Based on the foregoing, with Pollins' affidavit and the Notice of Intent to Make a Claim filed by Lewis, defendant meets its prima facie burden by establishing that Lewis and indeed plaintiff failed to timely file a Notice of Claim within 90 days of the accident. To be sure, Pollins indicated that the accident herein occurred on April 14, 2014 but that plaintiff and/or Lewis did not file a Notice of Claim until November 14, 2014, some seven months later and more importantly four months after the expiration of the ninety day period prescribed by Insurance Law § 5208. As noted above, the timely filing of a notice of claim is a condition precedent to a plaintiff's right to apply for payment of no-fault benefits from MVAIC (Insurance Law § 5208; Hempstead Gen. Hosp. at 544; SML Acupuncture P.C. at *1; A.B. Medical Services, PLLC at *2). Here, defendant's evidence establishes that Lewis failed to comply with the foregoing requirement. Moreover, even though plaintiff has never moved for leave to file a belated notice of claim, an application seeking leave of court to file a late notice of claim must be made within one year from the beginning of the applicable period for filing the notice of claim (Insurance Law § 5208(c); Walker at 528). Here, more than six years have elapsed from the date of the instant accident such that leave to file a belated notice of claim is precluded as a matter of law.
Plaintiff fails to raise an issue of fact sufficient to preclude summary judgment. Contrary to plaintiff's argument, defendant's failure to timely deny plaintiff's claims does not preclude it from asserting a lack of coverage defense because the failure to file a timely notice of claim is lack of coverage defense which can always be raised despite untimely denial of benefits (Cent. Gen. Hosp. v. Chubb Group of Ins. Companies, 90 NY2d 195, 199  [“We are persuaded that an insurer, despite its failure to reject a claim within the 30-day period prescribed by Insurance Law § 5106 (a) and 11 NYCRR 65.15(g)(3), may assert a lack of coverage defense premised on the fact or founded belief that the alleged injury does not arise out of an insured incident. The denial of liability based upon lack of coverage within the insurance agreement, as framed in part by the litigation strategy and nature of the instant dispute, is distinguishable from disclaimer attempts based on a breach of a policy condition.”]; SML Acupuncture at *1; A.B. Medical Services, PLLC at *2; Matter of MVAIC v. Interboro Med. Care & Diagnostic, P.C., 73 AD3d 667 [1st Dept 2010]). Insofar as plaintiff did not satisfy a condition precedent for recovery against defendant, she was not a “qualified” and thus, a “covered” person entitled to recover no-fault benefits from defendant. As such, Plaintiff, as an assignee who has no greater rights than those of its assignor (MB Advanced Equip., Inc. v. MVAIC, 48 Misc 3d 1049, 1053 [Civ Ct, Kings County 2015]), may not recover on its claims for no-fault benefits.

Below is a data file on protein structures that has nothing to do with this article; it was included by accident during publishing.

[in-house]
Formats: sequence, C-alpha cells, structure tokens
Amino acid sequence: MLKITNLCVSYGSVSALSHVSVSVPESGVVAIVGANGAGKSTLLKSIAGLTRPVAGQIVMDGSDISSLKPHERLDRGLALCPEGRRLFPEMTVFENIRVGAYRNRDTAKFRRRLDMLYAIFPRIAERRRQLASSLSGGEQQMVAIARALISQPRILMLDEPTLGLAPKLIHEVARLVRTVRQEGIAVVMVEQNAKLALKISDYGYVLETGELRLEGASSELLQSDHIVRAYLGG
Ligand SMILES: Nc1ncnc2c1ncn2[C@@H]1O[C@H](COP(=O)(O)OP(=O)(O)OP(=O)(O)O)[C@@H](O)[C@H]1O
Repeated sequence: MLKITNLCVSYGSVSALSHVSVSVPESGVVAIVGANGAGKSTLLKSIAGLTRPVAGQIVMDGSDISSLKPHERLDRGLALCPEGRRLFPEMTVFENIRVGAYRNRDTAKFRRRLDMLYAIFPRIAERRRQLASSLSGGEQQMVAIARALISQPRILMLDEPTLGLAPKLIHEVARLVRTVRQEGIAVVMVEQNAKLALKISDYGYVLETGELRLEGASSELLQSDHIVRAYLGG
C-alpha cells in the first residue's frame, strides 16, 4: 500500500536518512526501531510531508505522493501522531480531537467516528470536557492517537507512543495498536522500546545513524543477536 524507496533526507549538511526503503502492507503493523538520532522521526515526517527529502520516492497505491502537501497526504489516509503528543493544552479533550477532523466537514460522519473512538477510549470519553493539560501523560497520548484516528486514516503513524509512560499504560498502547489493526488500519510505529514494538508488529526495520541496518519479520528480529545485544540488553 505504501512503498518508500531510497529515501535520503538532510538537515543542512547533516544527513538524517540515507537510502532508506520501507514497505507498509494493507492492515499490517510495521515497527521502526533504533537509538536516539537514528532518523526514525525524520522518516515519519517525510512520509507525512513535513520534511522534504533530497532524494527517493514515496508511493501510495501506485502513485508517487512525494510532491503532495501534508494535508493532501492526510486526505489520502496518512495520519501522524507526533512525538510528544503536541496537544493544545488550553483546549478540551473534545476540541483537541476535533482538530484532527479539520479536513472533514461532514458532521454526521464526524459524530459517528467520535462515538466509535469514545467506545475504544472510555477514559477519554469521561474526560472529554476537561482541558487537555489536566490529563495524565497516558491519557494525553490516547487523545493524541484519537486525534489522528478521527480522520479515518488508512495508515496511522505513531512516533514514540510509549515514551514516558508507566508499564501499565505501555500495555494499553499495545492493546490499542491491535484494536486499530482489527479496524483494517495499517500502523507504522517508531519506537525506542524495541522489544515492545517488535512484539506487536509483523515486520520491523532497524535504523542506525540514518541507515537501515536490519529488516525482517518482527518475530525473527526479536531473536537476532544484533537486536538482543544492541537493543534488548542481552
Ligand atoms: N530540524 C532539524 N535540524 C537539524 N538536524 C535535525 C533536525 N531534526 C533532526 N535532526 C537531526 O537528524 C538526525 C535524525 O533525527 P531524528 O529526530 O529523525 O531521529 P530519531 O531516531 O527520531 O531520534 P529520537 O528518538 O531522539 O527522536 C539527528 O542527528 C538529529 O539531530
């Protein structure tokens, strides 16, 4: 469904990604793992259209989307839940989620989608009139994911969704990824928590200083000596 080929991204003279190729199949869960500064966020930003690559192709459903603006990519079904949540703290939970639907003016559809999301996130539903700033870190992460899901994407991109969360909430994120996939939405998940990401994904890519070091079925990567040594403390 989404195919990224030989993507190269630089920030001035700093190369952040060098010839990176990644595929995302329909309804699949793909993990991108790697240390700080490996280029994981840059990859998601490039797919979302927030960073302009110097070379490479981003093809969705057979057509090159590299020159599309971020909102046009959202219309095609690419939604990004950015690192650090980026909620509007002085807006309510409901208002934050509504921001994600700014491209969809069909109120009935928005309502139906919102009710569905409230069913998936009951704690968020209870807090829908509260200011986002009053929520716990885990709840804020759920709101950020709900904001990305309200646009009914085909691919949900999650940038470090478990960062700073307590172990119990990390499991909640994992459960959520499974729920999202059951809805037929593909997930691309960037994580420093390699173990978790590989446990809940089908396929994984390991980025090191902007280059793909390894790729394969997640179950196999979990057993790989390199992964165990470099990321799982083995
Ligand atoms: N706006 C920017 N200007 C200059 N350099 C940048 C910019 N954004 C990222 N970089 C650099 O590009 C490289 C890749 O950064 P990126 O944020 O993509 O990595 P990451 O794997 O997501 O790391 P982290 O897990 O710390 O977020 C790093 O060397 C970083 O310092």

In light of the foregoing, the Court need not consider defendant's remaining argument. Moreover, plaintiff's cross-motion must also be denied insofar as it premises summary judgment on the unavailing claim that defendant's untimely disclaimer precludes the successful application of defendant's defense based on the absence of a timely notice of claim (see (Cent. Gen. Hosp. at 199; SML Acupuncture at *1; A.B. Medical Services, PLLC at *2; Matter of MVAIC at 667).
Accordingly, defendant's motion for summary judgment is granted and plaintiff's cross-motion for summary judgment is denied. It is hereby
ORDERED that the Clerk dismiss the plaintiff's complaint, with prejudice. It is further
ORDERED that defendant serve a copy of this Decision and Order upon plaintiff, with Notice of Entry, within thirty (30) days hereof.
This constitutes the Decision and Order of this Court.
1. The payment of no-fault benefits and claims made pursuant thereto are governed by, inter alia, 11 NYCRR 65-3.1 which states that “[t]he following are rules for the settlement of claims for first-party and additional first-party benefits on account of injuries arising out of the use or operation of a motor vehicle, a motorcycle or an all-terrain vehicle. These rules shall apply to insurers and self-insurers, and the term insurer, as used in this section, shall include both insurers and self-insurers as those terms are defined in this Part and article 51 of the Insurance Law, the Motor Vehicle Accident Indemnification Corporation (MVAIC), pursuant to section 5221(b) of the Insurance Law and any company or corporation providing insurance pursuant to section 5103(g) of the Insurance Law, for the items of basic economic loss specified in section 5102(a) of the Insurance Law.”
Fidel E. Gomez, J.